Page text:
Anger is a part of life. It can range from all-encompassing rage to a simple chronic pinch from an unresolved resentment or ugly memory.

Anger tests anyone it involves, usually exacting a high price from those on both ends of it. But like most negative behaviors, it can also have positive effects.

When I feel angry, I know I am not at peace with who I am and I do not like the feeling. Anger takes me away from how I want to be. It most always complicates life and  relationships, is never an answer in itself but just a very real roadblock to acceptance and understanding.

Yet anger is an inevitable part of being human. Everything does not always go one’s way. 

People misjudge or use and  take advantage of others or come up short of one’s expectations.

That is why, when I get angry, I want my anger to teach me patience, tolerance and, especially, the importance of another’s forgiveness: patience enough to process the feeling, tolerance of the humanness in all of us, and how forgiving helps and heals.   

I do not seek out anger. When it finds me, I have learned, it can either diminish me or help me grow. When I give in to its power, I  lose control of how I want to be. But if I can work to discover what it is about, I can learn from it. Flare-ups usually flare down. Getting past the blast of rage or the pain of the pinch is the challenge. It is the hardest part of dealing with anger. Finding the right words and the courage to speak them is usually better than grabbing at and using the wrong weapons.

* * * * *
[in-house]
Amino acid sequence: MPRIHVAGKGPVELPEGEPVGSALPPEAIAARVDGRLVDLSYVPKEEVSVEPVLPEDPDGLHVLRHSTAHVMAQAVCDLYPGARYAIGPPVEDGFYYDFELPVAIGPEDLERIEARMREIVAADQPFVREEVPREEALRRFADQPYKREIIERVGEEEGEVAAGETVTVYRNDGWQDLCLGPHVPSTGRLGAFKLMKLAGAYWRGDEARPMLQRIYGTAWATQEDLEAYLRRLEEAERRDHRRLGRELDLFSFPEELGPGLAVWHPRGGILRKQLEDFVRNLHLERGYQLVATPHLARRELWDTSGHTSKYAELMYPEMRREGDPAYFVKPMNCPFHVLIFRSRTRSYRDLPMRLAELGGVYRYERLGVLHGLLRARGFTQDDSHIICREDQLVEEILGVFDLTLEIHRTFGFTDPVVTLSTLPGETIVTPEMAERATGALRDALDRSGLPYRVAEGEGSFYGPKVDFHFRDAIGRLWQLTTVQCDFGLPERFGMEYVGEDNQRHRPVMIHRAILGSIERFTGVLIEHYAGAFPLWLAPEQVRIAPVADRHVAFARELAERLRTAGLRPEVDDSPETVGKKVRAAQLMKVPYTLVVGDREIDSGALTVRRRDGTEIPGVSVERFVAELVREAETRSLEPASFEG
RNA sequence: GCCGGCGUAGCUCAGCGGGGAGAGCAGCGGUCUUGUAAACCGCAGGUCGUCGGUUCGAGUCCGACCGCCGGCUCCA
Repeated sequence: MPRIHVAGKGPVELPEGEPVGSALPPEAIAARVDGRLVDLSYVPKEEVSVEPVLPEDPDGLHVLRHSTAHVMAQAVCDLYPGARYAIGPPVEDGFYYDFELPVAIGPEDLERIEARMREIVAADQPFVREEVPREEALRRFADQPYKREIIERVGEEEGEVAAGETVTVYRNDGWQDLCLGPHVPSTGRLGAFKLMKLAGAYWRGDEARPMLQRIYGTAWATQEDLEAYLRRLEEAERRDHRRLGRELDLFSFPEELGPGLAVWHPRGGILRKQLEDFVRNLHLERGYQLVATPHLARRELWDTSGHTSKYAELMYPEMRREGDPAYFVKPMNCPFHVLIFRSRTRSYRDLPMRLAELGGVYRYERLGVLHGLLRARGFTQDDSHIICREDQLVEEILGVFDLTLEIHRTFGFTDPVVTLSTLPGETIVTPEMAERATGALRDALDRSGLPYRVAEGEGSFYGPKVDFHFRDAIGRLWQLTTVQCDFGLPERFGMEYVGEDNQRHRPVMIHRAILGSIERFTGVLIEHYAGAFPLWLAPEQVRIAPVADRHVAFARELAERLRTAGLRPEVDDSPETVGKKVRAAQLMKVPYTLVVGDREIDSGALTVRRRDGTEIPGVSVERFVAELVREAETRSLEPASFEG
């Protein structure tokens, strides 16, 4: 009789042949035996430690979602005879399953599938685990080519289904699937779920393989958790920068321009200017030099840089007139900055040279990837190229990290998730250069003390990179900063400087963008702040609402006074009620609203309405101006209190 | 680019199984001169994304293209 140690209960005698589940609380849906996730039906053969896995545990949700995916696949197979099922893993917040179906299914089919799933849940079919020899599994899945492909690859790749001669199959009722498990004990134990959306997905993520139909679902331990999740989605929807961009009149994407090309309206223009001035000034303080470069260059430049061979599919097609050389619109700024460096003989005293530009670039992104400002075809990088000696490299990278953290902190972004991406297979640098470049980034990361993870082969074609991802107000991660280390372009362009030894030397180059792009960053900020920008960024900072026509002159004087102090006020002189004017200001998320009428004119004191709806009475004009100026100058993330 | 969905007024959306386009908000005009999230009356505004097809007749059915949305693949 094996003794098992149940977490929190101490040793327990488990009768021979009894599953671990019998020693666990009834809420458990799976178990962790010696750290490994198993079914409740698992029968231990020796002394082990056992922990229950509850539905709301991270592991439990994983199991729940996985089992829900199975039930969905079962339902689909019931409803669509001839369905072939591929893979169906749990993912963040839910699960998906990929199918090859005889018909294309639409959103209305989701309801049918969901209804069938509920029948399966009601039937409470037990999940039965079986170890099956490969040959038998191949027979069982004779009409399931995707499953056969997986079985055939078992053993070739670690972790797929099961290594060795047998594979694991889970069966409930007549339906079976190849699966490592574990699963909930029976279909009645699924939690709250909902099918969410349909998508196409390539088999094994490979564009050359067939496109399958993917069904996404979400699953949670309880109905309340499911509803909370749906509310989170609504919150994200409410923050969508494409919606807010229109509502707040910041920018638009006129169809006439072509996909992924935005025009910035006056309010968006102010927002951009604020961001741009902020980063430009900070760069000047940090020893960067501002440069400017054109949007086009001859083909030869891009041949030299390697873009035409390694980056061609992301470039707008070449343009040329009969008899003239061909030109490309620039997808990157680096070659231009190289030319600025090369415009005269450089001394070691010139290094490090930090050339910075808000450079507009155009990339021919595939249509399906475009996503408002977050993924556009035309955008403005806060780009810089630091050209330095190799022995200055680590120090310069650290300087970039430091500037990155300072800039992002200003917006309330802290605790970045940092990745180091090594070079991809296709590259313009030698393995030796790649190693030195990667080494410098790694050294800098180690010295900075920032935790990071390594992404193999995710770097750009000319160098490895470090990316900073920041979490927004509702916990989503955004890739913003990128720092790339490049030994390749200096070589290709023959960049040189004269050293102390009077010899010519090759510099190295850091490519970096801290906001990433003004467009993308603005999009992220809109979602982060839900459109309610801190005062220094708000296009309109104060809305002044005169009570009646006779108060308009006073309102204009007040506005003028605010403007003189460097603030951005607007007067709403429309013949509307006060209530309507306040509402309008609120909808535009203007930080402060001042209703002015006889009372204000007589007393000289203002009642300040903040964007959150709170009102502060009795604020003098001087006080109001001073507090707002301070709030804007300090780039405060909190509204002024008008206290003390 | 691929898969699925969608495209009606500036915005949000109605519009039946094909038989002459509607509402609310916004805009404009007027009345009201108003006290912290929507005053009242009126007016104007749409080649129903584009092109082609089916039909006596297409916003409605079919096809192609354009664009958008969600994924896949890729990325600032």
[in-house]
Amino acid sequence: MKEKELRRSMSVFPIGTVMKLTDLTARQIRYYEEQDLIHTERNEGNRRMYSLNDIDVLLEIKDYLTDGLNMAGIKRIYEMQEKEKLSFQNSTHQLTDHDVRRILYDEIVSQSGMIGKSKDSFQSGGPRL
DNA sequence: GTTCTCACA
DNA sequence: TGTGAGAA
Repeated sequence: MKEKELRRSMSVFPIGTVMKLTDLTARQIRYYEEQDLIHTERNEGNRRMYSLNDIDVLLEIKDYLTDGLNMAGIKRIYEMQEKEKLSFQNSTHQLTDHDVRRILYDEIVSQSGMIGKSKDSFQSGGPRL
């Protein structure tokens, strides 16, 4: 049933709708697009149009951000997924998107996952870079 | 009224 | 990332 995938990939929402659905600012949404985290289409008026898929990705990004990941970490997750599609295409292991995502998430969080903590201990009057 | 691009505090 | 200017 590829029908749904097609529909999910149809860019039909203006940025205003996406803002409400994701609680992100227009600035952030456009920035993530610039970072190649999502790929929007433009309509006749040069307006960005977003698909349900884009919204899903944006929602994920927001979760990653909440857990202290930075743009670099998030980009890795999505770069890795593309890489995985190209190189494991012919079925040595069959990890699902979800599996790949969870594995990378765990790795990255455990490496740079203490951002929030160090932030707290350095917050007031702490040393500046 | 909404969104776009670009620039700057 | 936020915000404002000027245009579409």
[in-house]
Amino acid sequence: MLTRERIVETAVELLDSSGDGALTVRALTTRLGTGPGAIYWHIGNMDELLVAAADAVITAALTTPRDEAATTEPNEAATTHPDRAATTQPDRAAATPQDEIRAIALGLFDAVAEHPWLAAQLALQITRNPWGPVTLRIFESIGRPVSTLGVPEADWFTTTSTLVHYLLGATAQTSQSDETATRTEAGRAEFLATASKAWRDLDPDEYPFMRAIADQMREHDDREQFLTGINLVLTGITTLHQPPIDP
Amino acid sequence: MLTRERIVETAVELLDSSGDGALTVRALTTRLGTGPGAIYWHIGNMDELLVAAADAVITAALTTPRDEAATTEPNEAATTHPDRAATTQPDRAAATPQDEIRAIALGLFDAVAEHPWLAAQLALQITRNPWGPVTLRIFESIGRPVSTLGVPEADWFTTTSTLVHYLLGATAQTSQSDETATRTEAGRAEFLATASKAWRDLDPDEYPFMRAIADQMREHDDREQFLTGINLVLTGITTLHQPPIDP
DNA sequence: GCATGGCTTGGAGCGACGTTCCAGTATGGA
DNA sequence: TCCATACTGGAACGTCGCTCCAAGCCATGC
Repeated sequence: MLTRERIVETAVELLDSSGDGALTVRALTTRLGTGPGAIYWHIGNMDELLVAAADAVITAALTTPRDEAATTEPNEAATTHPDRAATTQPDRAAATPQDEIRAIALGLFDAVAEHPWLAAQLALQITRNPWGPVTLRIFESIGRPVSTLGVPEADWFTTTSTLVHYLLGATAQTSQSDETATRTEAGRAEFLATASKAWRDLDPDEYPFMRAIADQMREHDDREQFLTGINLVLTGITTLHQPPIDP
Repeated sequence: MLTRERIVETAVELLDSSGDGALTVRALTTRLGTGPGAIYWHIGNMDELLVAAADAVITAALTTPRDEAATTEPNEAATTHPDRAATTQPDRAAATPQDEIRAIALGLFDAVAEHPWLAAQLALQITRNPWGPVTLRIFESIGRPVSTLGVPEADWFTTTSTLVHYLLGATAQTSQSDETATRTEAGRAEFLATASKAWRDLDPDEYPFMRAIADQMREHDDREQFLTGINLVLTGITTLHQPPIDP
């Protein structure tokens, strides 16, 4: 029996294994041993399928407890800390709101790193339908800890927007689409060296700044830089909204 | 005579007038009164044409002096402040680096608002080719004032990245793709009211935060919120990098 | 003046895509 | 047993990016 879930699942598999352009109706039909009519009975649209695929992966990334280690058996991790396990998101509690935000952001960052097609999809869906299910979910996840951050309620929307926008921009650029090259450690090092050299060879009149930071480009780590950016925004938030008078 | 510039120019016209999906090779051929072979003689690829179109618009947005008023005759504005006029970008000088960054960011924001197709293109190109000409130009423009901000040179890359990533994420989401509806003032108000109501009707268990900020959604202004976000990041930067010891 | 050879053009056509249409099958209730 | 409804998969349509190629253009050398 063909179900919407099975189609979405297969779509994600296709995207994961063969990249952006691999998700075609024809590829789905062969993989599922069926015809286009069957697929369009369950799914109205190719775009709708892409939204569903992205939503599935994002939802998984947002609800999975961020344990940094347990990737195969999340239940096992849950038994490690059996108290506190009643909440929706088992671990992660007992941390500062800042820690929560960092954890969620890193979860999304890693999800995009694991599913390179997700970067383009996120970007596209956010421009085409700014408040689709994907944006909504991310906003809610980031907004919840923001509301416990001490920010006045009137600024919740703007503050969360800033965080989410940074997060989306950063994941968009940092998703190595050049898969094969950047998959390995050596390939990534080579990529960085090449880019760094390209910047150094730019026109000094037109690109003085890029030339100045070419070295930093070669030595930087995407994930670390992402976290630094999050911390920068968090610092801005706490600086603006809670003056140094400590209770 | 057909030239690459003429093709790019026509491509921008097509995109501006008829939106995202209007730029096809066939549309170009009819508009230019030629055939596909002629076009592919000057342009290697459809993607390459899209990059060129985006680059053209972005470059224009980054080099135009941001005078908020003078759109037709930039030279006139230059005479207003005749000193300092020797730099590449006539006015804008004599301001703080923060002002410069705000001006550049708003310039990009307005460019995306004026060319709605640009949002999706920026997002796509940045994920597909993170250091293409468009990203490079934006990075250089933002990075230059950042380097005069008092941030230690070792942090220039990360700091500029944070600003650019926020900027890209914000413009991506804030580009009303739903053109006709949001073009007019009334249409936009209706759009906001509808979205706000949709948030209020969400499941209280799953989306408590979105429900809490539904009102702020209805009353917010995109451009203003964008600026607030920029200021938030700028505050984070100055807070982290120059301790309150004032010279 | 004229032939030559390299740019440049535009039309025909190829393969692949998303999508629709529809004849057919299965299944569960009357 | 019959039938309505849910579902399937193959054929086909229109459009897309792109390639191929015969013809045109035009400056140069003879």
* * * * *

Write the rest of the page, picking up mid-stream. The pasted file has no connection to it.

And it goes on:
When my son was 9 or 10, I lost my temper over something he had done. I lashed out, cursed, and called him a name I still regret. He ran to his room, crying. When I finally calmed down enough to ask myself, “What just happened?” it took more than a few minutes for me to realize

I had dumped the garbage of a bad day all over him. I went to his room, sat on the edge of his bed, apologized, and hugged him.

“I am what I called you,” I said, and made sure I repeated that the next morning. I learned much about anger that evening.

Days later, or maybe months, I thought perhaps that is what anger is all about, teaching self-control and how to tame our humanness. Still, there has to be a better, less painful way to come to know that.